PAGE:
Returning to an old chestnut – secondhand clothing and the circular economy.
I love fashion (well I would with my background). I love looking at each new seasons mens and womenswear collections. But I stick with looking and very very rarely buy any new clothes (except undies and socks). I have a wardrobe (or 6) full of brilliant, timeless second-hand menswear, shoes and accessories that I have amassed since our days on Camden Market. For a while second-hand, or rather “vintage” as it became known in the late 90s was the coolest “label” to drop. Every fashion editor, stylist, model, actress on the red carpet and even designers themselves seemed to be wearing or saying that they wore “vintage”. Those days are gone for now as newish labels like Vetements have replaced “vintage” as the new uniform of the fashion cognoscenti.
However I won’t go down that route, as vintage is about far more than fashion. Every time I wear second-hand I know that I am doing my little bit for sustainability. Making things last is one of the best ways of reducing our carbon footprint and you can be sure that none of my 50 or so short sleeve patch pocket 1960s summer shirts have done any recent damage to the water sources where they were manufactured.
When I read about the £5.99 Lidl jeans where the seamstresses in Bangladesh are working 6 to 8 hour days, getting paid 23p per hour (according to an interesting article in The Guardian) and making from 2 to 10 pairs in that hour. (That’s a cost of 2p to 9p a pair!) I know that my 50s workwear trousers don’t carry that kind of baggage.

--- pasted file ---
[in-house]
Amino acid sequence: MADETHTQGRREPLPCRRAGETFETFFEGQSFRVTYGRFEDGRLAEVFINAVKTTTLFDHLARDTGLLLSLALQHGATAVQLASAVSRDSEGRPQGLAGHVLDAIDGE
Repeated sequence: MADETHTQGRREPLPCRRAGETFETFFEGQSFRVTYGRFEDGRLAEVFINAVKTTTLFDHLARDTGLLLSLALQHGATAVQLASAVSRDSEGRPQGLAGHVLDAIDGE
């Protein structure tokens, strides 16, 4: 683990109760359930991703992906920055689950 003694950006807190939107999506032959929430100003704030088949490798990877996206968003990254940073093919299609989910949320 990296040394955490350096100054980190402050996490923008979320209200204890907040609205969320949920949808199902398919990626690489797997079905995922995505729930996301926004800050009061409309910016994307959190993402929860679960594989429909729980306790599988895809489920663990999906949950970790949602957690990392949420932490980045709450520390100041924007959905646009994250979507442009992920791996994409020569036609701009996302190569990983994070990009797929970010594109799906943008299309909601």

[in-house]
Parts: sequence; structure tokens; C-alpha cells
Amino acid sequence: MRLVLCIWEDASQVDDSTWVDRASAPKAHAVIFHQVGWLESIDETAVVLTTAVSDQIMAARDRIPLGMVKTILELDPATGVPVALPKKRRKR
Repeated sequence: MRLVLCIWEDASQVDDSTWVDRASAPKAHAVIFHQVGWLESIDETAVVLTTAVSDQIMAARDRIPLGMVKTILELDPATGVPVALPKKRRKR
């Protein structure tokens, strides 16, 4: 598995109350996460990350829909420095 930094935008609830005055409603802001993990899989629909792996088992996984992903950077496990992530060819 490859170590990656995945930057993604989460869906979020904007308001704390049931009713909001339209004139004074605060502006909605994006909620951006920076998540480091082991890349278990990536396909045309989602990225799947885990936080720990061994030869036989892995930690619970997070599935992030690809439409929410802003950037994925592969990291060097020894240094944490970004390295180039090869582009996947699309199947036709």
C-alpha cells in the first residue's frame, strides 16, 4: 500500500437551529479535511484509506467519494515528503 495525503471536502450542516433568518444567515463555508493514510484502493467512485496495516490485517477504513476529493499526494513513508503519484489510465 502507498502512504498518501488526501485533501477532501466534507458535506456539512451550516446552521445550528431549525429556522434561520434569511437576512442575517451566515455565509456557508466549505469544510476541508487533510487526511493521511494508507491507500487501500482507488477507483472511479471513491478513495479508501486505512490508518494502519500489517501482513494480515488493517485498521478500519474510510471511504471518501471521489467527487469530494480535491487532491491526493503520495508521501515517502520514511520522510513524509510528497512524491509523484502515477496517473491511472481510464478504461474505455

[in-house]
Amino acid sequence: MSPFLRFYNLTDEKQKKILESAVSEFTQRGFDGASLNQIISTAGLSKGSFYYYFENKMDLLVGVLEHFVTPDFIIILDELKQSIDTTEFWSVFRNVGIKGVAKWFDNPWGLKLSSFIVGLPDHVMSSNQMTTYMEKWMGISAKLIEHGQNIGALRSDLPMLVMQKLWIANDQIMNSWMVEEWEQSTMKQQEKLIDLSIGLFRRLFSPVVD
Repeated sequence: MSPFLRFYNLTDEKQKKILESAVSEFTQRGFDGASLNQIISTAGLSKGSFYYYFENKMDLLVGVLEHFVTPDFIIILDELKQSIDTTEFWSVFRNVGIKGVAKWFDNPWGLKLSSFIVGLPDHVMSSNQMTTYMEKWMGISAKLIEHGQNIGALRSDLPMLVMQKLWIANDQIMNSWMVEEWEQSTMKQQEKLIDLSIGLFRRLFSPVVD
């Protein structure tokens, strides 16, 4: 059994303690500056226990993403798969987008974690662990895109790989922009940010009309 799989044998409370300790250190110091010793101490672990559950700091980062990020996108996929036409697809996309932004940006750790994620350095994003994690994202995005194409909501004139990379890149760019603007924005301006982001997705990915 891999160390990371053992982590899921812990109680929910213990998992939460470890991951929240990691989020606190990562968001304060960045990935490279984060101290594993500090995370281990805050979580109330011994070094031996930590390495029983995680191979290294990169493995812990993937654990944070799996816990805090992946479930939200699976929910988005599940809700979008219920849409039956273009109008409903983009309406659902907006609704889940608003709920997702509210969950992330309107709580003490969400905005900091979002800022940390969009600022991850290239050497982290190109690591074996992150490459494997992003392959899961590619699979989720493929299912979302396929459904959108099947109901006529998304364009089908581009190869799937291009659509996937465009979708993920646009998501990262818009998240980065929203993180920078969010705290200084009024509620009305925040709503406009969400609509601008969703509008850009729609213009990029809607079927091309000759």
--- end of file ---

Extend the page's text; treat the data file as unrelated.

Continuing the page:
In the unlikely event that they did have any unethical elements to their manufacturing 60 years ago, then I have not been fuelling anymore bad practice by blindly buying fast fashion. The always brilliant Lucy Seigle writing in the Observer Magazine states that in the past 12 months 31% of Britons have bought a new handbag and that 290 million cows were killed last year just to keep us in new handbags and shoes (and that this is expected to rise to 430 million by 2025).
Well can I be a tad smug in that owning over 70 pairs of beautiful vintage leather shoes? I am not part of this current slaughter (or should I be going leather free and shopping at Beyond Skin and the like, eschewing even second-hand leather? I wonder what PETA’s (People for the Ethical Treatment of Animals) stand on this would be? Am I promoting new leather by wearing old leather?
Me in my 60s shirt, 60s Levi trousers and 70s brogues…